Fig. 2
figure 2

Relative inhibition of “Zymosan” engulfment in chicken macrophages by mono- and co-infection until 24 hpi. Values represent mean values and standard deviation in relation to phagocytosis in group NC (uninfected, n = 6, each 3 cultures per bird). Values of relative inhibition equal 0 in group NC. (a) Relative inhibition at 2 hpi. (b) Relative inhibition at 6 hpi. (c) Relative inhibition at 12 hpi. (d) Relative inhibition at 24 hpi. Asterisks (*p < 0.05, **p < 0.005) indicate a significant difference between groups (Mann Whitney U test). Denomination of groups: Groups TH (MOI of 4 T. gondii tachyzoites), TL (MOI of 2 T. gondii tachyzoites), EH (MOI of 4 E. tenella sporozoites), EL (MOI of 2 E. tenella sporozoites), and CI (MOI of 2 T. gondii tachyzoites and 2 E. tenella sporozoites, simultaneously infection)

Over the following investigation period, patterns of inhibition varied.

At 6 hpi, compared with group NC, E. tenella infection inhibited macrophage phagocytosis in group EH and, less distinctly, in group EL, whereas T. gondii showed no inhibitory effect in groups TH and TL (Fig. 2b). Likewise, no phagocytosis inhibition was observed in group CI. Compared with group CI, both groups EH and EL displayed significantly higher inhibition values (p < 0.005 and p < 0.05, respectively).

At 12 hpi, Zymosan-induced activation of phagocytosis was similar to group NC in all four mono-infected groups (TH, TL, EH, EL). In contrast, group CI featured a remarkably reduced response to stimulation of phagocytosis compared with group NC, and inhibition values were significantly higher than in all other infection groups (p < 0.005 in comparison with TL, EH, and EL and p < 0.05 in comparison with TH) (Fig. 2c).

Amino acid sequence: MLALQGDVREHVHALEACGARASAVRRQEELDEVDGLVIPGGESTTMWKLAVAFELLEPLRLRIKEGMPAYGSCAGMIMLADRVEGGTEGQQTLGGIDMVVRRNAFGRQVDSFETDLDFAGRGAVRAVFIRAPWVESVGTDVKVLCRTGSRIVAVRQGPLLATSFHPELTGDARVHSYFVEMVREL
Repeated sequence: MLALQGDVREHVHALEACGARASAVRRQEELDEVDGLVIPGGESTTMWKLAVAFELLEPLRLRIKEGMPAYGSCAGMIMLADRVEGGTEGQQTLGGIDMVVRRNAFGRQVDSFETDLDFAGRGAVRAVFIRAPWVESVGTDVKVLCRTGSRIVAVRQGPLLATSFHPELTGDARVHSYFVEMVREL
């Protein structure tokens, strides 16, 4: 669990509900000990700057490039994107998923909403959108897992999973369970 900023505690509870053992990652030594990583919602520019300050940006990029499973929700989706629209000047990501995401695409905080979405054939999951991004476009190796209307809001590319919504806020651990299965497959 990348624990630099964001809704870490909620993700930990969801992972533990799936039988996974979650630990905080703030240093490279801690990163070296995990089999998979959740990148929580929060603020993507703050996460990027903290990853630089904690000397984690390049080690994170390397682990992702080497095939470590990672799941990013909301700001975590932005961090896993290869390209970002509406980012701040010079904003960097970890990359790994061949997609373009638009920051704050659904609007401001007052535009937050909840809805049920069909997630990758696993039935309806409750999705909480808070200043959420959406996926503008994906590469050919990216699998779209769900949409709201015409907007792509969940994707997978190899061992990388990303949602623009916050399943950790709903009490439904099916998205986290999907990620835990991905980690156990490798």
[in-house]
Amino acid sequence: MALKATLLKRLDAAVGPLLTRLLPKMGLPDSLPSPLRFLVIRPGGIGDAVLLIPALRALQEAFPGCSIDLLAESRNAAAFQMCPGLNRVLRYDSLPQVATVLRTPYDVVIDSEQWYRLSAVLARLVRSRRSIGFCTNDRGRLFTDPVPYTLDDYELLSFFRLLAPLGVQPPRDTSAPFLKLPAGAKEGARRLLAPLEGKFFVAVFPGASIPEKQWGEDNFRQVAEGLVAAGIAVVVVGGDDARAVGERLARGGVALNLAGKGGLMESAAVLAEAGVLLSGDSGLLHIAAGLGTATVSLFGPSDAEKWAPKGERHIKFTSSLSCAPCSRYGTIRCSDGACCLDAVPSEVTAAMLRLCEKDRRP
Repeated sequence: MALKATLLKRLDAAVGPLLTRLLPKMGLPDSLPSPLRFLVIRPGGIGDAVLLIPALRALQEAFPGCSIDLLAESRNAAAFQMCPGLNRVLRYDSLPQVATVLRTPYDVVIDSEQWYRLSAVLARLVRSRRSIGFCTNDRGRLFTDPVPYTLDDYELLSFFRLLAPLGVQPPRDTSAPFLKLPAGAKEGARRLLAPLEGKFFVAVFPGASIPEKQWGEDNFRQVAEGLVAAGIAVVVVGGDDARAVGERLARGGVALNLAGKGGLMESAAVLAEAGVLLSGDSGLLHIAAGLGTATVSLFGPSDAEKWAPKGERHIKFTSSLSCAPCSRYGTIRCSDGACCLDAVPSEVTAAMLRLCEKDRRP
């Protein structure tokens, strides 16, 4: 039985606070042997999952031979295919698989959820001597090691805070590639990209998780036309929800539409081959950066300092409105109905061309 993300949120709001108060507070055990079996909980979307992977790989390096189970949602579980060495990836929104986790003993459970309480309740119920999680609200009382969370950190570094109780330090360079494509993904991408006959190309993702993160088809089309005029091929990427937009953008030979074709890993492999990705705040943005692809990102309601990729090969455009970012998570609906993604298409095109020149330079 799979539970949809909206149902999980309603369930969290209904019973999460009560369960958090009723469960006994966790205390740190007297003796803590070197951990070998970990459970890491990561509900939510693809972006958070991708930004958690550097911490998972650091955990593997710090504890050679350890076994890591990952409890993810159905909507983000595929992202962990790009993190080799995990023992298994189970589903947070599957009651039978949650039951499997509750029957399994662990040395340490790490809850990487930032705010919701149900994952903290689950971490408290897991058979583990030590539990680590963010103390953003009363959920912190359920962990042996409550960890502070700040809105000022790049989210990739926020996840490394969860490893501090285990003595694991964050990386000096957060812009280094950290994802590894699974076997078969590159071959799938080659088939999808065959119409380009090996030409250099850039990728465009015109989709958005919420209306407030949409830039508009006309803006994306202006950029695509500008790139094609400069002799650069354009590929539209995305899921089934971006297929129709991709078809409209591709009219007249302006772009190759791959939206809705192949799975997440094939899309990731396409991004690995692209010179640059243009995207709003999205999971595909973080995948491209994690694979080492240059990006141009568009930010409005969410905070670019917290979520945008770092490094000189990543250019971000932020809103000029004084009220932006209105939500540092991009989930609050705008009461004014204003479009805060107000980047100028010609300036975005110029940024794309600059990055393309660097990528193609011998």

At 24 hpi, group CI remained at a high inhibition level compared with group NC although values were significantly lower than in group EH (p < 0.005) (Fig. 2d). In contrast, groups TH and EL did not display reduced phagocytosis, and consequently inhibition values were negative and significantly lower than in group CI (p < 0.005 compared with TH and p < 0.05 compared with EL). Group TL showed only slight inhibition, although a statistical effect was seen in comparison with group CI (p < 0.05). Strikingly, highest phagocytosis inhibition values were observed in group EH, and the respective values were significantly higher than in group CI (p < 0.005).

CLSM

E. tenella meronts and replicating T. gondii tachyzoites were visible in all infected macrophage cultures at 12 hpi (Fig. 3). However, fewer intracellular E. tenella sporozoites or first generation of E. tenella meronts were observed than intracellular T. gondii in the respective cultures. “Zymosan”-positive cell was not visualized inside any co-infected cells of group CI.

Fig. 3
figure 3

Cell imaging of parasite replication by CLSM at 12 hpi. Typical form of T. gondii replication and stage development of E. tenella was seen in co-infection at 12 hpi. However, the “Zymosan” was not visualized positively in single co-infected cell. Cell imaging in group NC is presented in Fig. 1. DAPI: cell nuclei stained blue; pHrodo (Zymosan bioparticles) stain red, white arrows; T. gondii (tachyzoites, GFP, green); E. tenella (sporozoites and meronts, nucleus-stained YFP, yellow)

Parasite replication

T. gondii

Following a rapid initial decrease, low T. gondii DNA copy numbers were observed in groups TH, TL, and CI until 12 hpi. However, the quantity of T. gondii DNA distinctly increased thereafter by 24 hpi. Interestingly, at the end of the experimental period, group CI reached almost the level of the high-dose mono-infected group (TH) although the infection dose applied was similar to group TL which obviously remained on a lower level of reproduction (Fig. 4a). Relative parasite numbers (RPN) amounted to about 5% in group TH and 10% in group TL at 2 hpi (Fig. 4b). At this time, lowest RPN (3.6 ± 0.1%) were observed in group CI, which were significantly lower as compared with group TL (p < 0.05). At 6 hpi, an increase in RPN was observed for group TH (22.9 ± 2.2%), followed by a transient decline at 12 hpi (1.1 ± 0.4%) and finally a steep increase at 24 hpi (65.3 ± 9.8%). In group TL, a similar trend was observed with comparatively low RPN values until 6 hpi (9.3 ± 4.4%) and even a further reduction at 12 hpi (2.1 ± 1.4%), followed by a very distinct increase at 24 hpi (56.4 ± 21.0%).